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„A kind of anticipation of meaning guides the effort to understand from the very beginning.“

—  Hans-Georg Gadamer
Context: We cannot understand without wanting to understand, that is, without wanting to let something be said. It would be an inadmissible abstraction to contend that we must first have achieved a contemporaneousness with the author or the original reader by means of a reconstruction of his historical horizon before we could begin to grasp the meaning of what is said. A kind of anticipation of meaning guides the effort to understand from the very beginning. p. 101 http://books.google.com/books?id=7RP-TggufEEC&pg=PA101

„Aristotle established the classical definition of man, according to which man is the living being who has logos.“

—  Hans-Georg Gadamer
Context: Aristotle established the classical definition of man, according to which man is the living being who has logos. In the tradition of the West, this definition became canonical in a form which stated that man is the animal rationale, the rational being, distinguished from all other animals by his capacity for thought. Thus it rendered the Greek word logos as reason or thought. In truth, however, the primary meaning of this word is language.... The word logos means not only thought and language, but also concept and law. Man and Language (1966)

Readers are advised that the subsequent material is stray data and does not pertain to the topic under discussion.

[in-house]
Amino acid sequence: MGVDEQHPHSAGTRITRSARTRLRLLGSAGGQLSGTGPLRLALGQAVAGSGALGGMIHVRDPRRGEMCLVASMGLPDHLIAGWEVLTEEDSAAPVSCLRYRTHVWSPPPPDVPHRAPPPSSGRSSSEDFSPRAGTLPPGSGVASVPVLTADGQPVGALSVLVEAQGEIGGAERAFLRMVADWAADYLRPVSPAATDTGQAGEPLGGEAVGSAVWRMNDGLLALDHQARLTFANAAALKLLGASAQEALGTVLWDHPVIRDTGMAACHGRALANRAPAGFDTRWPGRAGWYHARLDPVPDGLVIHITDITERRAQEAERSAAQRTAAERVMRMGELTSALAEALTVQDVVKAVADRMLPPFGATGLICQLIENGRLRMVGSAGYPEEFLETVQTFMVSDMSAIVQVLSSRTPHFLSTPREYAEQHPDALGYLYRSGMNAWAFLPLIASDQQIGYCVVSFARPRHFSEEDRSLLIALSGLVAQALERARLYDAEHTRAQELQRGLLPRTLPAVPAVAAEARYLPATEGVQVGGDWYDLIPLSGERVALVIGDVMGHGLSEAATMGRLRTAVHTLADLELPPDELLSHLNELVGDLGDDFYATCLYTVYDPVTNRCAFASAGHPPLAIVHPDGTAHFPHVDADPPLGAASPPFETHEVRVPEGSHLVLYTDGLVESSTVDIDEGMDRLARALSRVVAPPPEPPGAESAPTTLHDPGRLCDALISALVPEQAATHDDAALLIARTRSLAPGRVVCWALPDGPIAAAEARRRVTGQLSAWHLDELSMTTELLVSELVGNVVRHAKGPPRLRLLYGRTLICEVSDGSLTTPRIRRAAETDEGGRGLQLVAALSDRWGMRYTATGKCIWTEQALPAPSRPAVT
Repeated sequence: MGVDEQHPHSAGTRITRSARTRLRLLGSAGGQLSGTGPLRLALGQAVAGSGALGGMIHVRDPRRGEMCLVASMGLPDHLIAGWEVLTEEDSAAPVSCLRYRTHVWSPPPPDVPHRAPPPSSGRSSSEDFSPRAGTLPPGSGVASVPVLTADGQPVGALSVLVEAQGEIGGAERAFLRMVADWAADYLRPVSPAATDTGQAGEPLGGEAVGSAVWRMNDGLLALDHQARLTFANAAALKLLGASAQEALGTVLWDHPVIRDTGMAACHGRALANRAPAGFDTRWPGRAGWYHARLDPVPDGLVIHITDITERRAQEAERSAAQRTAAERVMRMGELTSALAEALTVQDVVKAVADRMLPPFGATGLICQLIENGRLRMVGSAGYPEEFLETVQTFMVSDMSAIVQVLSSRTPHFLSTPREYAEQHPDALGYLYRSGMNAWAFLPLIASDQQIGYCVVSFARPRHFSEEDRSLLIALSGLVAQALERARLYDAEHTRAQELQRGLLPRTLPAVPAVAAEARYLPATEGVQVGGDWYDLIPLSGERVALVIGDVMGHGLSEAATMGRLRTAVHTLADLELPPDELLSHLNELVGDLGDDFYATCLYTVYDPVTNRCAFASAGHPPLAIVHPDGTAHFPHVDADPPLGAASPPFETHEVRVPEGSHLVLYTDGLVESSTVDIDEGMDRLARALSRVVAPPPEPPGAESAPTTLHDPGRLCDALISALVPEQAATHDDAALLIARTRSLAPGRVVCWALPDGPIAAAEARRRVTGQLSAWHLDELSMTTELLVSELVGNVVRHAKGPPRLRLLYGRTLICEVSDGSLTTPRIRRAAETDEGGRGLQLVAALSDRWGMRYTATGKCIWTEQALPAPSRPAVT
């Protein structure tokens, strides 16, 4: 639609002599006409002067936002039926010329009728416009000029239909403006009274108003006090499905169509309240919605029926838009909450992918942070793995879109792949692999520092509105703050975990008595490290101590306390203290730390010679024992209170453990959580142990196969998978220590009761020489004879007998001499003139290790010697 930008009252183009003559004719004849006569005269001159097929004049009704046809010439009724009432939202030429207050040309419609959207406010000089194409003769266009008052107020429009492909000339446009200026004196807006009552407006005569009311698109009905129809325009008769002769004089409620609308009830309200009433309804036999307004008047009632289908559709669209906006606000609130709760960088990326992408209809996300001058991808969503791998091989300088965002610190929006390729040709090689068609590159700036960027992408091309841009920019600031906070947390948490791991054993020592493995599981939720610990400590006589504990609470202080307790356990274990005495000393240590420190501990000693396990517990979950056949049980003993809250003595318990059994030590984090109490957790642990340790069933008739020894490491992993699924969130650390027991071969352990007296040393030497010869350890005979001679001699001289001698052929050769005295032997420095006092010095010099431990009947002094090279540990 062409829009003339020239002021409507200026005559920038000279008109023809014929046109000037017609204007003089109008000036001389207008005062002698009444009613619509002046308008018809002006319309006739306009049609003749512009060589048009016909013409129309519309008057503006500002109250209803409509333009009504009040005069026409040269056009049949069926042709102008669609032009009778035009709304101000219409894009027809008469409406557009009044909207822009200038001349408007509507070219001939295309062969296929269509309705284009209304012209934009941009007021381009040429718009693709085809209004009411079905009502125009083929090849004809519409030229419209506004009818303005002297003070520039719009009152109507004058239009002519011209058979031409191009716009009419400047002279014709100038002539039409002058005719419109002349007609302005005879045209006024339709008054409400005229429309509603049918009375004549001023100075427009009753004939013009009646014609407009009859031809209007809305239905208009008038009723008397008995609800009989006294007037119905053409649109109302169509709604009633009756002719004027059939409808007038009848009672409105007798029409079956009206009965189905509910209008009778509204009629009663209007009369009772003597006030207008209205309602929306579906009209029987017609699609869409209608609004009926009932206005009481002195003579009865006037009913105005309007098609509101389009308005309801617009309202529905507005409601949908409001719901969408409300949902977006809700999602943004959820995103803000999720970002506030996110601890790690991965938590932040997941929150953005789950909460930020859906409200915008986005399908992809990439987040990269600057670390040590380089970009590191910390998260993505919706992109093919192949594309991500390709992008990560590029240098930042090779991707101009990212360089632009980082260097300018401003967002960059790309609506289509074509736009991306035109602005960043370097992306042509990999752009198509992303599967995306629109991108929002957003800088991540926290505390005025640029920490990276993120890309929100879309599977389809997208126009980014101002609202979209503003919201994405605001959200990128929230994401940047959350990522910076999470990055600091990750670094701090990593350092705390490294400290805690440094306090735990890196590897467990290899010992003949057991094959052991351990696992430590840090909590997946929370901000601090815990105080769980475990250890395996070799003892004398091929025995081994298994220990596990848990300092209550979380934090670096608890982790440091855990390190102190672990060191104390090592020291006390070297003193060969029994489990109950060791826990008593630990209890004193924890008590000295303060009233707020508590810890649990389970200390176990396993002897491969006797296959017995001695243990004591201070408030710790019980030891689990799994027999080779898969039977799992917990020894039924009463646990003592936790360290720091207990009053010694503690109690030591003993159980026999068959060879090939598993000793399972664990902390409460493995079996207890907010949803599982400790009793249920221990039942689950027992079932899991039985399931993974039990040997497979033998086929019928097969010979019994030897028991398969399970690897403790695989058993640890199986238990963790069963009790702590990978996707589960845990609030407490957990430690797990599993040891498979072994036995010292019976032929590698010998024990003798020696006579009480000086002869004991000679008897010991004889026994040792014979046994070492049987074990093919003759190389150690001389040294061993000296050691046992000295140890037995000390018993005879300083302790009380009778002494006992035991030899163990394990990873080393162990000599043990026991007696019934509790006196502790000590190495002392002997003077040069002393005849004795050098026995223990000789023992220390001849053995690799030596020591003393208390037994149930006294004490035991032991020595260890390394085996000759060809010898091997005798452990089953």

„The more language is a living operation, the less we are aware of it.“

—  Hans-Georg Gadamer
Context: The more language is a living operation, the less we are aware of it. Thus it follows that from the forgetfulness of language that its real being consists in what is said in it. What is said in it constitutes the common world in which we live. … The real being of language is that into which we are taken up when we hear it — what is said. Man and Language (1966)

„Everything depends on how something is said.“

—  Hans-Georg Gadamer
Context: The language of art is constituted precisely by the fact that it speaks to the self-understanding of every person, and it does this as ever present and by means of its own contemporaneousness. Indeed, precisely the contemporaneousness of the work allows it to come to expression in language. Everything depends on how something is said. p. 102 http://books.google.com/books?id=7RP-TggufEEC&pg=PA102